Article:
Cinema with its pervasive effect on our lives is a veritable dreamland, close to us and distant at the same time. While some of us lean on it to unburden us of the weariness of a tiresome day, others squeeze it into their excessively austere schedule. Still, others hop onto a cinematic journey to beat the blues of daily life and a few people focus their entire livelihoods around this world of cinema. While for some a perfect date would be a film screening with popcorn, even those who stay distant from its effects often find themselves under pressure to jump onto the bandwagon.
Mindless Bollywood Comedies like Hera Pheri, Welcome, Dhamaal, Golmaal, Houseful, and others that form an indispensable part of Bollywood’s share of ‘light-hearted and soothing’ cinema are some of those films that never get old. People from practically all generations keep coming back to these films that generously offer them a ‘refuge’. Contrary to what this may sound like, this article is not my attempt at romanticizing these overtly problematic films. This article is my modest attempt at decrystallizing why despite their conspicuous flaws these films remain popular through generations. I do this with sincere respect for the views of other Bollywood lovers and critics alike.
A basic understanding of the plot of such films will be conducive to the readers’ understanding of the eventual ideas. Hence, I’ll briefly discuss how the plot (similar though not same in all these films) unfolds. The truth is that these films are devoid of any meaningful storylines. They’re generally multi-starrer films with no head or tail whatsoever. Once you commit to these, you get to witness about three hours of the cast falling in and out of the most ridiculous problems, men chasing women and appealing to their families or curtaining themselves from the gaze of exasperated money lenders when in debt. While doing this, the cast pumps in regressive comedy deriving from racism (the depiction of the black bodybuilder in Hera Pheri 2 being a case in point), disrespect for the differently-abled, or objectification of females. I don’t intend to say that the films lack meaningful humor in their entirety but it’s difficult to overlook the glaring problems. Saving these films from going completely astray is that one moment when the makers acknowledge their social responsibility and lead the characters onto morally correct paths. For example, while Hera Pheri starts with the protagonists trying to take part in a kidnapping to fetch some money, it ends with them realizing the need to reunite the child with their family.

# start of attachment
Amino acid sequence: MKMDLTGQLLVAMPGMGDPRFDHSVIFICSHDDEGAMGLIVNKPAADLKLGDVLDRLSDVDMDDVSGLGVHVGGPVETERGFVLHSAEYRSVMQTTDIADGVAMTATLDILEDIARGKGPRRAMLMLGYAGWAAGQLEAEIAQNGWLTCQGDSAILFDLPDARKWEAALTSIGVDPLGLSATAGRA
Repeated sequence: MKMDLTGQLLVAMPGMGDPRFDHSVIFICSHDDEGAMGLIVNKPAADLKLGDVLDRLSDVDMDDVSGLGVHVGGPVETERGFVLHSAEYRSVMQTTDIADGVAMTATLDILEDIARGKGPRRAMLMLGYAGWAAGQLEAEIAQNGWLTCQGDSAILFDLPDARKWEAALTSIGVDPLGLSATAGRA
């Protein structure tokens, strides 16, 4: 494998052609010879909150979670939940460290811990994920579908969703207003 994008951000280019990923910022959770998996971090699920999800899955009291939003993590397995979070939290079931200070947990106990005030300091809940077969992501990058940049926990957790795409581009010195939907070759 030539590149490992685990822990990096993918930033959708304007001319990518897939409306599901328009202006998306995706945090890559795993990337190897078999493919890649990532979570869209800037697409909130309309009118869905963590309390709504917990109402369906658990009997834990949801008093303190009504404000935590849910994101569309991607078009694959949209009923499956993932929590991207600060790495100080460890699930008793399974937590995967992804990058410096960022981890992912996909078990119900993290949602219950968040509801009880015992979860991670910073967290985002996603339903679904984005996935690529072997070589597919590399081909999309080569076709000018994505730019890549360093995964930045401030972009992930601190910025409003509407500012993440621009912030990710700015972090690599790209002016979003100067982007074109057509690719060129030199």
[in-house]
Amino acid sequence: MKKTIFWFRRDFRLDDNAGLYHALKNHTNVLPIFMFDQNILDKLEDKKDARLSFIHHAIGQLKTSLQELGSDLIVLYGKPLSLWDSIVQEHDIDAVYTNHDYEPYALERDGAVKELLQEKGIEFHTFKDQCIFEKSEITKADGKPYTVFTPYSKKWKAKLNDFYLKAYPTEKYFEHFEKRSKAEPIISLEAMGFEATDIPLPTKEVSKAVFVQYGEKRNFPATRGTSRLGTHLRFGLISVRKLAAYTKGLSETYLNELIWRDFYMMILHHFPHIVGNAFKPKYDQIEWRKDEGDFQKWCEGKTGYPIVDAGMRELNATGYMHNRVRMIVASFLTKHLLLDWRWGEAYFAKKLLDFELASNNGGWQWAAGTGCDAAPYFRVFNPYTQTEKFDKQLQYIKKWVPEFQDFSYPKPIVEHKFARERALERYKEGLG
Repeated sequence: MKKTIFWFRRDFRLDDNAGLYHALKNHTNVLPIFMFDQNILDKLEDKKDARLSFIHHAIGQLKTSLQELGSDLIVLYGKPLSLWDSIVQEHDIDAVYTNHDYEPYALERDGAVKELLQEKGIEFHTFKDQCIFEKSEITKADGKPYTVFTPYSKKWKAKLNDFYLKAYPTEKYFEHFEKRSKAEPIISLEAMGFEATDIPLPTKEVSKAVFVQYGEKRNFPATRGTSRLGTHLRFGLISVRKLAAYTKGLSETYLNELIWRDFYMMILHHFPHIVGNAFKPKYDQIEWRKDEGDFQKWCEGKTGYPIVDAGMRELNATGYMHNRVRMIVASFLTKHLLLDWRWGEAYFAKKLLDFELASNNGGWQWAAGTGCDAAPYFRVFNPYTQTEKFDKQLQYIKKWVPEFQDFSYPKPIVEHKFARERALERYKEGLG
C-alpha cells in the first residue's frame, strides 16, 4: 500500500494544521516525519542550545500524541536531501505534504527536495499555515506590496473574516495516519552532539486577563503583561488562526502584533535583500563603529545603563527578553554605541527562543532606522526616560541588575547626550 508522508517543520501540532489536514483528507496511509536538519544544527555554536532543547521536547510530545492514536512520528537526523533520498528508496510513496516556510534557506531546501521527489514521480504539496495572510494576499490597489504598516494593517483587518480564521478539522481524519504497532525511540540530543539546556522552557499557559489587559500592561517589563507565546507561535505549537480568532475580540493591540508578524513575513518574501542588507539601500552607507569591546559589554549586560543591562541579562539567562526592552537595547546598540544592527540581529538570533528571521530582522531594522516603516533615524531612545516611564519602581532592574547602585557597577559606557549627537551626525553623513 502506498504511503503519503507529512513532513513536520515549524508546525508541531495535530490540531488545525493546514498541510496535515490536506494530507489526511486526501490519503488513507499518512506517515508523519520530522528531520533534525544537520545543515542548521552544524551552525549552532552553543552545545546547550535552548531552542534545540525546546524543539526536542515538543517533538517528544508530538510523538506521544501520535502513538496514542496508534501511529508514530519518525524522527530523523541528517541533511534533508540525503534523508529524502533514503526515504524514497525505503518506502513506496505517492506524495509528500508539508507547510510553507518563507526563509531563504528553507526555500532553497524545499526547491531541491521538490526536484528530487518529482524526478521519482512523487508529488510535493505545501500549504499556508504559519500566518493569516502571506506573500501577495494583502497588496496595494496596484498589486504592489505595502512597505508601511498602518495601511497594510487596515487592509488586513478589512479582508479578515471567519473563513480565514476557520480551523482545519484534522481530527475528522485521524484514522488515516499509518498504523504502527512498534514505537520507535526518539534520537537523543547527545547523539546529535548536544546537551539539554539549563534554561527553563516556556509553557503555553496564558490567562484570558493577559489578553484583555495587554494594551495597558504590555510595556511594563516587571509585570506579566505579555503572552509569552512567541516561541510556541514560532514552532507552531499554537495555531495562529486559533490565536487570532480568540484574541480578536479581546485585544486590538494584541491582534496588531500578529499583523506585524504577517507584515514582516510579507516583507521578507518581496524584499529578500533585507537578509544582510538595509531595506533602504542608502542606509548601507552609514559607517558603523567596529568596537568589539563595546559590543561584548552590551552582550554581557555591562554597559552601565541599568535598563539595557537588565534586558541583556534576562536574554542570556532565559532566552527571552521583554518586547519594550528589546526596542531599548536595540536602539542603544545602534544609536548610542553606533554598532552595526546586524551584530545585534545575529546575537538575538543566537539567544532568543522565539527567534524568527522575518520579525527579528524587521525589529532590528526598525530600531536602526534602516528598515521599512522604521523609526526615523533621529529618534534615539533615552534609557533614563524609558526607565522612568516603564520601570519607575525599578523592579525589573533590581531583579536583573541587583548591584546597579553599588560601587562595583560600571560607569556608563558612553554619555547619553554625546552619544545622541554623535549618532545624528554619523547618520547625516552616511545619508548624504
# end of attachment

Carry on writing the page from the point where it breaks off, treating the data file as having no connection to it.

Despite how I view these films, it’s true that these have a pervasive effect over Indian audiences. Also, while this shall lead us onto another debate, I’ve tried to answer why they remain so popular:
Chaotic Plots and Climaxes:
Despite how sadistic it sounds, as audiences, we enjoy the chaotic climax trope more than we’d ever admit. Mindless Bollywood comedies present to us an array of ridiculous problems that the cast deals with in severely peculiar ways leading to the excessively chaotic climax that has the audience laughing hysterically. Be it our poor cast banging their heads onto mirrors and dangling on ropes in a circus in Hera Pheri 2 or balancing themselves in a dilapidated cabin standing on one leg in Welcome, we love it and we anticipate its arrival.
Emphasis in Popular Culture:
The comedies we’re referring to here can rightfully be called cult comedies. They have a specific, passionate fanbase that celebrates them year after year. The followers of these films ensure that these remain deeply embedded in popular culture via the promotion of their timeless characters, songs, and dialogues. Babu Bhaiya’s ‘Utha Le Re Baba’ dialogue to Dhamaal’s ‘Nahi Karna Tha’ meme, the examples of popular culture references from these films are too many to count.
Soothing Escapist Tendencies:
While films are increasingly being applauded for taking the audience closer to reality thereby attempting to evoke deeper knowledge of issues that plague society (Article 15, Thappad and Chhapaak), some of them appeal only because they’re an escape from reality. Mindless Bollywood comedies take you to a world that’s far from real and hence, is a refuge away from the hassles of daily life and can be accessed in less than two hours.
If you happen to take a “Which Hera Pheri Character Are You?” quiz on the internet, several times hoping that you’d get Babu Bhaiya as your result, it probably signifies that you really aren’t a real life Babu Bhaiya. You’re perhaps trying too hard to relate to a character you aren’t like but really would wish to be like. You find your happiness looking at this character’s carefree demeanor and for once forget how solemn you have to be while dealing with your problems. Long story cut short, through the lens of a character, you live a life that actually remains a distant dream. I’d be honest, when I first saw Welcome, I wished to have a life as extravagant as that of Majnu Bhai in which even my pitiful painting would be a piece of art and living in an oblivious dreamland a norm.
Watching with an Empty Head:
The appeal of mindless Bollywood comedies is also widespread because even before delving into these, you know that they’d be devoid of any serious, mentally taxing scenes. You know from the beginning that the film will start light and end light. You know that the cast shall deal with whatever comes it’s way without having to cross any stiff hurdles. You’re only waiting to see how it does that in the most shallow, ridiculous but hilarious way.
While these are some reasons why I think these films remain popular years after their release, maybe you’d like to watch them to find yours?